Fair play disclaimer. I write for WildBlue Press and was provided a digital copy of this book to review at my option. I chose to write this review because, well, I liked the book.
I recently wrote a blog post on people who visit crime scenes. I was behind the curve – Ron Francell recognized this a long time ago. His “Outlaw” series of books explore a city or region, unearthing long lost true crime treasures. These books are a gentle mix of history, true crime, and travel guide – a unique if not compelling combination. I’ve read two of his books in this series and the new one, Outlaw Los Angeles, was a rollercoaster ride through the sordid and violent history of LA. As with all of the books in the series, Ron provides GPS coordinates of crime scenes and grave sites for those that want to experience the locale themselves.
I have long maintained that if you want to know the history of a city or its people, look to the crimes that defined them. Franscell has done an outstanding job of taking us through the eerie and sometimes bizarre past of the City of Angels. I went in looking for the crimes I knew about, the Black Dahlia, for example. What stunned me were the number of crimes I knew nothing about. Even with Discovery ID covering so many historical crimes, Franscell has dug up a myriad of intriguing and captivating true crime yarns.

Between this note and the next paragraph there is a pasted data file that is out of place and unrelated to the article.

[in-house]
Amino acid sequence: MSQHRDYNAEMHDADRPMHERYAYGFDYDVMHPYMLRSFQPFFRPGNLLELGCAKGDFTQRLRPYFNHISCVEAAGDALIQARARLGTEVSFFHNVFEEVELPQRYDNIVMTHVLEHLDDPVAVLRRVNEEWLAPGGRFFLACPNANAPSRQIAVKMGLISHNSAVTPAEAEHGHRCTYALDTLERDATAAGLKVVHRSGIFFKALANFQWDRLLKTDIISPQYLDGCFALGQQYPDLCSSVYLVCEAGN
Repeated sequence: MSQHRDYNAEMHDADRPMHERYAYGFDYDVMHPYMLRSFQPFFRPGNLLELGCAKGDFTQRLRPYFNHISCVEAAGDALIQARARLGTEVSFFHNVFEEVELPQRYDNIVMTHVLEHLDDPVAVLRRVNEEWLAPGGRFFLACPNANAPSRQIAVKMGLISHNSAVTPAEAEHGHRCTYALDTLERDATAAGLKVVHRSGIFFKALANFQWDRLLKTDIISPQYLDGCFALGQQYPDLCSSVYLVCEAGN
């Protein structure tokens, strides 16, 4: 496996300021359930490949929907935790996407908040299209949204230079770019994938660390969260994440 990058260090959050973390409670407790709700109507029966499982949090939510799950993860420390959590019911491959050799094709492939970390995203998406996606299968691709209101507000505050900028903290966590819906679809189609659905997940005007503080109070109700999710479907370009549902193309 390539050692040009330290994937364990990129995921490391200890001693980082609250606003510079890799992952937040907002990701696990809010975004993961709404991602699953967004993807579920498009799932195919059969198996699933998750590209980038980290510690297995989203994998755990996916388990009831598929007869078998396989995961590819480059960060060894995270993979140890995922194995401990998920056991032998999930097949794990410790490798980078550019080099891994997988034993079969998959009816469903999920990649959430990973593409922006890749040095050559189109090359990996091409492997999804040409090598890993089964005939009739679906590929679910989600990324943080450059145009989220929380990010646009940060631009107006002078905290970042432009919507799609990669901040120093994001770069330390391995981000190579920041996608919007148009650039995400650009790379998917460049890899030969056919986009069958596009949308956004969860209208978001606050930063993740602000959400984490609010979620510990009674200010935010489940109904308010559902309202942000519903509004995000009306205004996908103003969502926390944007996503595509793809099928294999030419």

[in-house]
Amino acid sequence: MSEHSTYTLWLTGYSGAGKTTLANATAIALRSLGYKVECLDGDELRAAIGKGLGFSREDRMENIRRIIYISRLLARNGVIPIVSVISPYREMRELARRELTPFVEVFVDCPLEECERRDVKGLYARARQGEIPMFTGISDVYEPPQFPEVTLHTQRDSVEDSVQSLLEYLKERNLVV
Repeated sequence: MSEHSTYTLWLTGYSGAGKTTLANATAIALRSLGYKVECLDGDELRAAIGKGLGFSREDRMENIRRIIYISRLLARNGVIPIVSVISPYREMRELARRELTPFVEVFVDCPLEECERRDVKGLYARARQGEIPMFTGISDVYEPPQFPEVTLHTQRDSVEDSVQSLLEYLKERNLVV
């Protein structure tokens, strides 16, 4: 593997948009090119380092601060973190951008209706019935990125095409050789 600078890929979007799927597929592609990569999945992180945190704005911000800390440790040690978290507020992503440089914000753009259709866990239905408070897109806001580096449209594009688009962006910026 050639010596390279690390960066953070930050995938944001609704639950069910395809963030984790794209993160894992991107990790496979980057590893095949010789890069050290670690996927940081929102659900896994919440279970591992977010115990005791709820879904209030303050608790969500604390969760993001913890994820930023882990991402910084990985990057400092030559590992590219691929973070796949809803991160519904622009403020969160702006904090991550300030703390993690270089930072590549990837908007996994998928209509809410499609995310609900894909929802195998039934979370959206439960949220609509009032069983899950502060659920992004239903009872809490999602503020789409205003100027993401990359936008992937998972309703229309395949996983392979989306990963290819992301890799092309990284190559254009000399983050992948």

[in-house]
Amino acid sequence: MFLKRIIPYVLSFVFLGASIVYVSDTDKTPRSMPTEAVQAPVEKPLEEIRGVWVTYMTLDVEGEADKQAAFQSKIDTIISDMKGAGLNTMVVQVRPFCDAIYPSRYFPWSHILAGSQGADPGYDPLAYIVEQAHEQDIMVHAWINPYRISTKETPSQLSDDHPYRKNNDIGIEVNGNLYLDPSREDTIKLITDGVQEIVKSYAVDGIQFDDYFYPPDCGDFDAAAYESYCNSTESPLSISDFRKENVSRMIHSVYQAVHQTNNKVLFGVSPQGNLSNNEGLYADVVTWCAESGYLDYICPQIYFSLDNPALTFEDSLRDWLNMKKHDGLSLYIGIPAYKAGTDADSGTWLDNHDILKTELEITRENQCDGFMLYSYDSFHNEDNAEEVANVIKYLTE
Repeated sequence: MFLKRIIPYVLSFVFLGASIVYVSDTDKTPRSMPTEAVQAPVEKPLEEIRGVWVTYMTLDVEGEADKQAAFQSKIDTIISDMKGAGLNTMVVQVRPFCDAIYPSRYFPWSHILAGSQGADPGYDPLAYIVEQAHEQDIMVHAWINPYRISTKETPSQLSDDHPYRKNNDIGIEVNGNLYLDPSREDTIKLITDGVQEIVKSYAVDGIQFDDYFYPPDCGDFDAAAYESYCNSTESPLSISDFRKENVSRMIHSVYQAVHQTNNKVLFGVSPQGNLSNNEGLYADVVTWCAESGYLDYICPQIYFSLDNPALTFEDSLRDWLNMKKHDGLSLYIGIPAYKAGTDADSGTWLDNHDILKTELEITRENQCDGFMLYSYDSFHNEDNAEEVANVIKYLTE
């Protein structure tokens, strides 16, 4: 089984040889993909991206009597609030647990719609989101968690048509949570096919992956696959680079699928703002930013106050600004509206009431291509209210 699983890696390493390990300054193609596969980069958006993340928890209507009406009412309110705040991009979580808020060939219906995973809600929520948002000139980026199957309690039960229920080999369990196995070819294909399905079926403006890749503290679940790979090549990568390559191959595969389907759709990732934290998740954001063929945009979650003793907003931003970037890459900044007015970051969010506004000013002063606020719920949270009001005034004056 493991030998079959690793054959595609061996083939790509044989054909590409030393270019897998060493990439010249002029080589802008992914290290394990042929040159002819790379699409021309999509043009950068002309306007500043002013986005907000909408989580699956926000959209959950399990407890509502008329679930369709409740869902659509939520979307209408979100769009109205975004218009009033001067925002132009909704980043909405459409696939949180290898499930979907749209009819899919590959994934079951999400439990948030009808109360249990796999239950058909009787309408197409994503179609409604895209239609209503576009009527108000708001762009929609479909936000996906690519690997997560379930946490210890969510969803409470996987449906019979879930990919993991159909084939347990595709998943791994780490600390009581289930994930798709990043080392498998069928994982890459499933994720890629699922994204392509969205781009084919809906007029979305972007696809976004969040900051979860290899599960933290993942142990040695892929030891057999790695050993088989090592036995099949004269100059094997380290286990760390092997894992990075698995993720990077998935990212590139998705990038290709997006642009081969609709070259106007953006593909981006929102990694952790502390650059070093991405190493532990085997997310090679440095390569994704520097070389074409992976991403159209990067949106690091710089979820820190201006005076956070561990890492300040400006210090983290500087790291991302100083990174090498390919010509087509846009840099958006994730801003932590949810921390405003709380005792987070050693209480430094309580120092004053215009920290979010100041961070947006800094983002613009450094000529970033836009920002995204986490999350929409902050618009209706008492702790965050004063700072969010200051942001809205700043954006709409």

The coverage of cold cases in the book was good, balancing storytelling with facts. Franscell provides a good overview of them, often outlining the various suspects. You have to bear in mind with some of these cases the numbers of suspects could be long and tedious. The author, thankfully, does not delve into every crackpot theory.
None of these are very long, making this a perfect beach read. Ron knows just how deep to take the reader into the subject, without diving down any rabbit holes. His prose are witting and wry at times, with obvious care to entertain the reader. I found myself humbled at some of his text in the Manson chapter. Franscell sets the bar pretty high for those of us in the genre.
It was a smart move to dedicate a chapter to Charles Manson. To have included it any other fashion would have been a distraction. With all of the locations he has tagged in the text, you are tricked into realizing the scope of the Manson family’s reign of terror.
This is not the kind of true crime book that breaks new ground, nor does it claim that it does. Instead it provides a wonderful tapestry of the darker side of Los Angeles in a comprehensive and entertaining format. Outlaw Los Angeles is a tour guide for every true crime fan that visits the city – written by one of the contemporary masters of the craft.
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